Skip to main content

By: | Tags: , , , | Comments: 0 | January 16th, 2017

Woman with jaw pain after grinding her teeth

The problem of grinding your teeth, otherwise referred to as bruxism, is a condition that both children and adults suffer from. Although this condition does not usually cause harm, the problem arises when it occurs on a regular basis, thus causing tooth damage, stress fractures, and other oral complications.

It is, therefore vital to be aware of the consequences of teeth grinding and how it can impact your dental well-being.

What Exactly Is Grinding?

Teeth grinding is the involuntary grinding, gnashing, gritting or clenching of the teeth. Most people with this condition may unconsciously clench or grind their teeth during the day or at night during sleep, a condition referred to as sleep bruxism.

What Causes Bruxism?

Sleep disorders

According to dental research, people with sleep bruxism often suffer from other sleep disorders such as snoring and obstructive sleep apnea. Unfortunately, most of them do not realize they have sleep bruxism until they are told by their bed partner, parent, or by their dentist who finds evidence of wear on their teeth.

Stress and anxiety

During stressful situations, people develop nervous, repetitive conditions that they use to relieve their tension and anxiety. For some, it can be nail biting or teeth grinding. In fact, recent research indicates a possible link between bruxism and a stressful work environment.

Hyperactive personality

People with hyperactive, competitive or aggressive personality including those with attention deficit are more prone to suffer from teeth grinding. This is because hyperactive people have an excess of nervous energy that is released through clenching or gnashing of the teeth.

Stimulating substances

According to the Bruxism Association, excessive smoking, drinking of caffeinated beverages, alcohol, and taking of illicit drugs such as methamphetamine may increase the risk of teeth grinding.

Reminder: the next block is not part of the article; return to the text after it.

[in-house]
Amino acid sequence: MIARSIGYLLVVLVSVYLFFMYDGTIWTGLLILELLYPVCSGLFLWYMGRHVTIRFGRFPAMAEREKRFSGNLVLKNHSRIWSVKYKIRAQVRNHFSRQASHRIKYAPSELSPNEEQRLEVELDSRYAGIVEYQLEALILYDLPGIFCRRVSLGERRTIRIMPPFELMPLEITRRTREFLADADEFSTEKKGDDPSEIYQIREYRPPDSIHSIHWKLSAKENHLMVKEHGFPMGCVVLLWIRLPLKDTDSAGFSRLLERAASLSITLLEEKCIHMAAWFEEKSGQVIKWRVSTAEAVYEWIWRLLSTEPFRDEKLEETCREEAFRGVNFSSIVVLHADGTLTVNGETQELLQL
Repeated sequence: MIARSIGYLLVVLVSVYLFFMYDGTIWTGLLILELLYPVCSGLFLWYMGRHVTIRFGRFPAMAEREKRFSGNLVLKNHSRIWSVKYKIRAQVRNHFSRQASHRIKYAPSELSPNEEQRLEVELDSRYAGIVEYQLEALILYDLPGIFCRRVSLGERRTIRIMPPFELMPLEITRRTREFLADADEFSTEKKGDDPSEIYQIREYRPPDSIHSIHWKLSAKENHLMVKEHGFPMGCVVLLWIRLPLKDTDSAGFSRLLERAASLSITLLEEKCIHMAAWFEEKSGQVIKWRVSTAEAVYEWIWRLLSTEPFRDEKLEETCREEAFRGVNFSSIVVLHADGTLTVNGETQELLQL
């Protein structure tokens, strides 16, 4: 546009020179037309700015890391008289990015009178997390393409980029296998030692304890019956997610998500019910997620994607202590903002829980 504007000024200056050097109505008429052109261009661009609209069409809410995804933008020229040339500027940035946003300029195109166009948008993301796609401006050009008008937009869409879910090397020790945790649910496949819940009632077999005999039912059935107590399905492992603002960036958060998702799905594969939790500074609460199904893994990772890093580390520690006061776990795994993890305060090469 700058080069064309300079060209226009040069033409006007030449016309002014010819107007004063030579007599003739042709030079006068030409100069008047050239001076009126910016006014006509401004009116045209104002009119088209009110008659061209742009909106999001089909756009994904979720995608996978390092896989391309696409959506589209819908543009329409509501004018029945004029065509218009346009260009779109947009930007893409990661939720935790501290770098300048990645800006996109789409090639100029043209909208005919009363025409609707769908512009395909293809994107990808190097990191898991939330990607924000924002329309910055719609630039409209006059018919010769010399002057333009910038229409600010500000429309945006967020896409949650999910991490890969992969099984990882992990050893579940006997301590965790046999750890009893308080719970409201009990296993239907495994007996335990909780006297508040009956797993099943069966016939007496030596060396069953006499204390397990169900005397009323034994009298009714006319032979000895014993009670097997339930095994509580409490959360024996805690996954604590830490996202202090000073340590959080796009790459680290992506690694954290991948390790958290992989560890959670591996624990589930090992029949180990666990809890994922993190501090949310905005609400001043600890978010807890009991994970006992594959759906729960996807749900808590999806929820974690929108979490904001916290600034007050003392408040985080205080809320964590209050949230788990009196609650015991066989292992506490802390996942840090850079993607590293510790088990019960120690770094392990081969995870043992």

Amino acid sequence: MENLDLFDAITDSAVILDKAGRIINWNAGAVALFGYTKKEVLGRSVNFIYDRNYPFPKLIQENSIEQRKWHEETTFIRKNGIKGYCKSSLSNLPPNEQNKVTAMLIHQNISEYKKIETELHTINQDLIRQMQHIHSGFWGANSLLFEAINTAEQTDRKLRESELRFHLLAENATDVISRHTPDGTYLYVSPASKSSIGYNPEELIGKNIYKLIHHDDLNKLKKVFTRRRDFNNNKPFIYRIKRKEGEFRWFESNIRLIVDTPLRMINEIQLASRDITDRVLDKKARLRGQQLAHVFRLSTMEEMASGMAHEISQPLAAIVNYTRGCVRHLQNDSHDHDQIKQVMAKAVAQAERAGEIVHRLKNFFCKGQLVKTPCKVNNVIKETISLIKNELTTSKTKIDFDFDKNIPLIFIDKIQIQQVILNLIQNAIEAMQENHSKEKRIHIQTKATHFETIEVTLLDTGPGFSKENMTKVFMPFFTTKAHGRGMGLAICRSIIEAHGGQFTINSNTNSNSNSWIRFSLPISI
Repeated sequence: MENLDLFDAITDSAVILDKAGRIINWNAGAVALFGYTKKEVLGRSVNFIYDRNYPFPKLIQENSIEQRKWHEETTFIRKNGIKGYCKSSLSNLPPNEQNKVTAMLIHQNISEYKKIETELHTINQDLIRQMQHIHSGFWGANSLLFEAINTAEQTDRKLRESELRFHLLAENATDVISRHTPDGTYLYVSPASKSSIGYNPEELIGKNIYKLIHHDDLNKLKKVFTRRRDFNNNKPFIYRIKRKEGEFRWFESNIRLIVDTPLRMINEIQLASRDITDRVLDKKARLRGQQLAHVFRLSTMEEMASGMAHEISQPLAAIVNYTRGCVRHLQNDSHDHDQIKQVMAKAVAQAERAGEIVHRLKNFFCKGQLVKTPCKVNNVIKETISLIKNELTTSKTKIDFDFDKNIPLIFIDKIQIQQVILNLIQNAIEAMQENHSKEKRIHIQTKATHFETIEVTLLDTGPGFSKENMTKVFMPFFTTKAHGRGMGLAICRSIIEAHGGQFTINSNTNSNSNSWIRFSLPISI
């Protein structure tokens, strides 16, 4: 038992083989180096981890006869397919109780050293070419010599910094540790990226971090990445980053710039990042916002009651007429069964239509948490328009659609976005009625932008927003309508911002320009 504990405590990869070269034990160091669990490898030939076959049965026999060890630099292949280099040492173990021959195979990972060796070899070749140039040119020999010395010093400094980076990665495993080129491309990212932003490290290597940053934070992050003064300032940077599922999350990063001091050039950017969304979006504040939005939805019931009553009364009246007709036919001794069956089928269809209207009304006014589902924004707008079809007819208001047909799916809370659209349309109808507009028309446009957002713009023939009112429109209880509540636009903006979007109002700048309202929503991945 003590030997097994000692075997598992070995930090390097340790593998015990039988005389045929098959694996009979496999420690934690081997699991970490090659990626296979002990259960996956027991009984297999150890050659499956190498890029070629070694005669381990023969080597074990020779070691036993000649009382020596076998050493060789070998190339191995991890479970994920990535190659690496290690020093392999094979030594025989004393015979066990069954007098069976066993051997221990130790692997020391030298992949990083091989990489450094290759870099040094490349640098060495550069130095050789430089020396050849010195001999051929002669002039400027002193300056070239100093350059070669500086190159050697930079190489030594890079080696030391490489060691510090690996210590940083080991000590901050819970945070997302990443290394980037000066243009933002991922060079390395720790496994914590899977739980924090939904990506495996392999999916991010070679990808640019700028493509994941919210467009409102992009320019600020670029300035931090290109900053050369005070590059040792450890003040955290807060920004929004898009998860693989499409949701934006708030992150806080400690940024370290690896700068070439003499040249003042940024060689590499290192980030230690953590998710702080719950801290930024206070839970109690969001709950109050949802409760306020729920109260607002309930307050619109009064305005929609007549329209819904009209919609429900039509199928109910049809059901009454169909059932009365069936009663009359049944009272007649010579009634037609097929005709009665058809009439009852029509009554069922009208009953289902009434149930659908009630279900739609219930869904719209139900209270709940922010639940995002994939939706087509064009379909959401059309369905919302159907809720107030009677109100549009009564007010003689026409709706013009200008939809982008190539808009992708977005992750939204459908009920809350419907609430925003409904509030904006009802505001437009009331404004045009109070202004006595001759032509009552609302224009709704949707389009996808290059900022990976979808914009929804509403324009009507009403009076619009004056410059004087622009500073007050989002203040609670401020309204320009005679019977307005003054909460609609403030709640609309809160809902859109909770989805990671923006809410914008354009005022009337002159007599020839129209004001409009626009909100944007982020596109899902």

Consequences of Teeth Grinding

The effects of bruxism can range from mild irritations to serious dental problems. However, it is important to note that one day of clenching or grinding your teeth cannot cause bruxism but rather years of this behavior. Some of the possible symptoms of bruxism include:

Constant headache

According to the Bruxism Association, headache is the most commonly cited symptom of bruxism. In most cases, people with chronic bruxism develop Temporomandibular Joint (TMJ) disorder that in turn leads to headaches. Normally, TMJ occurs as a result of excessive pressure on the jaw resulting from teeth clenching.

In addition, people who suffer from bruxism can develop stiff neck muscles, a possible cause for headaches. The pain of these headaches is usually felt around the sides and back of the head. If your headaches arise due to TMJ disorders, your dentist may refer you to a pain specialist or recommend a mouth guard.

Uneven or chipped tooth surface

Apart from headaches, uneven or chipped tooth surface is the other most common symptom that occurs due to bruxism. Due to the frequent tooth-to-tooth contact (attrition), the occlusal surface (biting surface) wears out.

Although the exact attrition pattern is dependent on how the bruxism occurs, people who grind their teeth for example, may grind the canines and incisors of the opposing arches against each other laterally leading to wearing down or chipping of the tooth surface. This type of teeth damage can cause an uneven bite surface that can lead to difficulty when chewing. Chipped teeth can also lead to cavities so it’s best to see your dentist about a mouth guard to prevent more damage.

Other consequences of teeth grinding include:

Physical symptoms

  • Facial myalgia
  • Temporomandibular joint discomfort and muscle aches
  • Tight and stiff shoulders
  • Sleep disruption
  • Earache
  • Limited mouth opening

Oral symptoms

  • Inflammation and recession of the gums
  • Premature loss of teeth
  • Toothache
  • Excess tooth mobility
  • Abnormal tooth wear that can result in short teeth
  • Increased sensitivity

Treatment for Bruxism

Stopping bruxism is dependent on the cause. For instance, some people develop bruxism due to stress and anxiety; sleep disorders, while others develop it because of lifestyle factors. Therefore, before you settle on a treatment plan, it is vital to have your dentist examine you and develop a plan that is specifically tailored for you.

However, most dentists will recommend and fit you with an occlusal appliance such as a night guard to protect you from grinding your teeth while sleeping. These custom made, plastic mouthpieces fit comfortably over your top or bottom teeth protecting your teeth from wear. They also help in reducing jaw muscle pain. Night guards are normally worn during bedtime and are considered the treatment of choice.

If you are struggling constant headaches, chipped teeth, or uneven teeth surfaces, due to bruxism, make an appointment with Central Avenue Dental as soon as possible at either our Manhattan or Valley Stream locations.



Contact Our Office!

Thank you very much for your submission! We will get back to you as soon as possible.